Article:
Sir John A. Macdonald Credit: William James Topley/Library and Archives Canada

The relationship between Macdonald and Mowat coloured the relations between Ontario and Ottawa. Macdonald wanted Canada to be as centralized as possible, with a Canadian government directed by a powerful executive. The British North America Act reflected this. The federal powers were more numerous and contained the blanket phrase “peace, order and good government” that would justify Ottawa’s actions in so many areas. The federal powers were also concerned with those areas of jurisdiction where Macdonald believed real power lay: national defence, finance, trade and commerce, currency, and banking. As well, the federal government was given the power to disallow provincial legislation. The federal cabinet appointed its own provincial watchdogs, the lieutenant governors, as well as the members of the Senate - the body designed by Macdonald to represent the various regions.

Mowat saw things entirely differently. He was an ardent opponent of centralized powers in Ottawa and fought tooth and nail to defend provincial rights. He contested all sorts of federal decisions in the courts and usually won. Over time, his successful challenges in favour of provincial rights really contributed to ensuring that provinces in this country remained strong.

When Macdonald was living here, Mowat argued before the highest courts in favour of provincial rights. Ottawa had challenged Ontario’s law that brewers be required to take out a license to make beer in the province. Ottawa argued that it interfered with its ability to regulate trade and commerce. Oliver Mowat countered this argument with the following - “I claim for the Provinces the largest power which they can be given: it is the spirit of the BNA act, and it is the spirit under which Confederation was agreed to. If there was one point which all parties agreed upon, it was that all local powers should be left to the Provinces and that all powers previously possessed by the Local Legislature should be continued until expressly repealed by the BNA Act.”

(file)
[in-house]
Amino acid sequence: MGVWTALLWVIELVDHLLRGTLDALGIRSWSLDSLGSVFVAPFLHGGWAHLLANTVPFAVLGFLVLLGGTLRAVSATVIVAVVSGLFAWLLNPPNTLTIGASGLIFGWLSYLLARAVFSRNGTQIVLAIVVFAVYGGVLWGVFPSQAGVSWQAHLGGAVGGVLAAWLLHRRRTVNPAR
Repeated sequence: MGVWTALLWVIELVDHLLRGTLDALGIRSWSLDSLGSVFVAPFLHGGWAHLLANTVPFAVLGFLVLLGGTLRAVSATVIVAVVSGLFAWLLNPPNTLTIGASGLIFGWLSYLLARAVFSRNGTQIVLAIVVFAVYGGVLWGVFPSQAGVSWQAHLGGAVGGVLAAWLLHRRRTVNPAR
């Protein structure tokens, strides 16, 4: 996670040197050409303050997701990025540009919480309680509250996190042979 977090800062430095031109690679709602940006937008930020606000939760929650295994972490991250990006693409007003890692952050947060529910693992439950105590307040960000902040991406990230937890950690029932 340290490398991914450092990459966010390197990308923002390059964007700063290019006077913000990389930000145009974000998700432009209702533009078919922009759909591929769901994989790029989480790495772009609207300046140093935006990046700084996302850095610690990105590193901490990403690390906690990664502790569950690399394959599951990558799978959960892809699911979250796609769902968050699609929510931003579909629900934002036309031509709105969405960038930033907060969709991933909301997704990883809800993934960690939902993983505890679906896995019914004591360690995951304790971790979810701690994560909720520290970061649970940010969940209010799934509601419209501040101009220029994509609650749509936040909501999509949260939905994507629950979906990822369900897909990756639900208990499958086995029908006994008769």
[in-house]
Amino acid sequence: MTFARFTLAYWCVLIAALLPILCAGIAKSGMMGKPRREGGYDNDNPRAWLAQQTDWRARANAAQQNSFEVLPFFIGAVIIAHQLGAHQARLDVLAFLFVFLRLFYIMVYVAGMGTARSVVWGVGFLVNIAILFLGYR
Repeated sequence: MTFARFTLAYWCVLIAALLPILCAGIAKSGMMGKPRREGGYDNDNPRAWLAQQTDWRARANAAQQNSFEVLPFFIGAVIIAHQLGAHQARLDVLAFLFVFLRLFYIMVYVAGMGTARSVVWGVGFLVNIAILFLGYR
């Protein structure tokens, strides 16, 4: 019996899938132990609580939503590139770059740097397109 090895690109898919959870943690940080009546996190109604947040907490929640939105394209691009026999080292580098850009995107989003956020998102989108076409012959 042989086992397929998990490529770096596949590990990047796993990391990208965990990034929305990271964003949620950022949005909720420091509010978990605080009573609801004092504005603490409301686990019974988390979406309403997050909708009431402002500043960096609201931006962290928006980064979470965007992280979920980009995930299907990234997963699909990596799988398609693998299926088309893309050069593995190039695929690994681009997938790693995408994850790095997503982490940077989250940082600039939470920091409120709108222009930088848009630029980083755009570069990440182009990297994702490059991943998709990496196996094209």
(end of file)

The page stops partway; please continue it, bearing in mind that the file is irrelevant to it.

A few years later, when Ontario and the federal government could not decide where the boundary between Manitoba and Ontario should sit, Mowat made his views all the more clear by saying, “Confederation was well worth maintaining if the Constitution was faithfully administered, and if the Dominion Government would deal fairly and justly with the provinces. But if their power of passing laws within their own legitimate sphere was to be subject to the whim of a Minster or Ministers at Ottawa, and if they could not demand the large amount of property to which they were entitled without foregoing the advantages of Confederation, then it was not worth maintaining. Was Ontario only of use as the great taxpaying province of the Dominion? Only of use as a lever to place a particular party in power at Ottawa? Only of use to render possible the floating of large loans And of use only to enable contracts to be made by which millions of money were thrown into the sea?”

Mowat always favoured Confederation, and favoured it now, believing that the Constitution was a good one, if faithfully administered, though a bad one if not.

Two people who were so similar in so many ways could not be more different when it comes to how Canada should be governed. Apparently, the only thing they could agree on was the house that still stands on St. George Street.